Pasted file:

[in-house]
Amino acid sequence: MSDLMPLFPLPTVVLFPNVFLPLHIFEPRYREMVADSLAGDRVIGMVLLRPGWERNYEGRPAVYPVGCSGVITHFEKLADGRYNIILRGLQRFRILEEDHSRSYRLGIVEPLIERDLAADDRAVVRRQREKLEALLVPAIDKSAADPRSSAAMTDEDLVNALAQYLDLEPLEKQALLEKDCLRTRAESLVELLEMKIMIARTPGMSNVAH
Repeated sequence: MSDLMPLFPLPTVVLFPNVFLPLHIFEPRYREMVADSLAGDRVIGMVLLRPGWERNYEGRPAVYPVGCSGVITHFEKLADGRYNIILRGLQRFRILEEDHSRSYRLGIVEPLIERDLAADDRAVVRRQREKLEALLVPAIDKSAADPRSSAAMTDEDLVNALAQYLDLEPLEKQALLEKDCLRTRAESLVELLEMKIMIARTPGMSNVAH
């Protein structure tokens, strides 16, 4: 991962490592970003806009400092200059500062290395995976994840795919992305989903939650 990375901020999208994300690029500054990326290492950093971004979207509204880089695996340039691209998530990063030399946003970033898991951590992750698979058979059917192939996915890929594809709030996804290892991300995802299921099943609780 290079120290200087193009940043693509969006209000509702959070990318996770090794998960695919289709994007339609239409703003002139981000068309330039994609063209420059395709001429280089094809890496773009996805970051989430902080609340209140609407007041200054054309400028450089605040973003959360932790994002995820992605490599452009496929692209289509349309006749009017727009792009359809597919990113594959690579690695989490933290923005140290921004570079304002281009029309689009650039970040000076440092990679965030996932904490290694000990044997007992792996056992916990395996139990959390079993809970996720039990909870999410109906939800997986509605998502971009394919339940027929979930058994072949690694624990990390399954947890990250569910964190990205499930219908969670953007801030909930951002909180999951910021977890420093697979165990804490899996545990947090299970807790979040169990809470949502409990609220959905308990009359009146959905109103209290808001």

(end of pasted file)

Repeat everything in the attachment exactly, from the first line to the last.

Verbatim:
[in-house]
Amino acid sequence: MSDLMPLFPLPTVVLFPNVFLPLHIFEPRYREMVADSLAGDRVIGMVLLRPGWERNYEGRPAVYPVGCSGVITHFEKLADGRYNIILRGLQRFRILEEDHSRSYRLGIVEPLIERDLAADDRAVVRRQREKLEALLVPAIDKSAADPRSSAAMTDEDLVNALAQYLDLEPLEKQALLEKDCLRTRAESLVELLEMKIMIARTPGMSNVAH
Repeated sequence: MSDLMPLFPLPTVVLFPNVFLPLHIFEPRYREMVADSLAGDRVIGMVLLRPGWERNYEGRPAVYPVGCSGVITHFEKLADGRYNIILRGLQRFRILEEDHSRSYRLGIVEPLIERDLAADDRAVVRRQREKLEALLVPAIDKSAADPRSSAAMTDEDLVNALAQYLDLEPLEKQALLEKDCLRTRAESLVELLEMKIMIARTPGMSNVAH
């Protein structure tokens, strides 16, 4: 991962490592970003806009400092200059500062290395995976994840795919992305989903939650 990375901020999208994300690029500054990326290492950093971004979207509204880089695996340039691209998530990063030399946003970033898991951590992750698979058979059917192939996915890929594809709030996804290892991300995802299921099943609780 290079120290200087193009940043693509969006209000509702959070990318996770090794998960695919289709994007339609239409703003002139981000068309330039994609063209420059395709001429280089094809890496773009996805970051989430902080609340209140609407007041200054054309400028450089605040973003959360932790994002995820992605490599452009496929692209289509349309006749009017727009792009359809597919990113594959690579690695989490933290923005140290921004570079304002281009029309689009650039970040000076440092990679965030996932904490290694000990044997007992792996056992916990395996139990959390079993809970996720039990909870999410109906939800997986509605998502971009394919339940027929979930058994072949690694624990990390399954947890990250569910964190990205499930219908969670953007801030909930951002909180999951910021977890420093697979165990804490899996545990947090299970807790979040169990809470949502409990609220959905308990009359009146959905109103209290808001």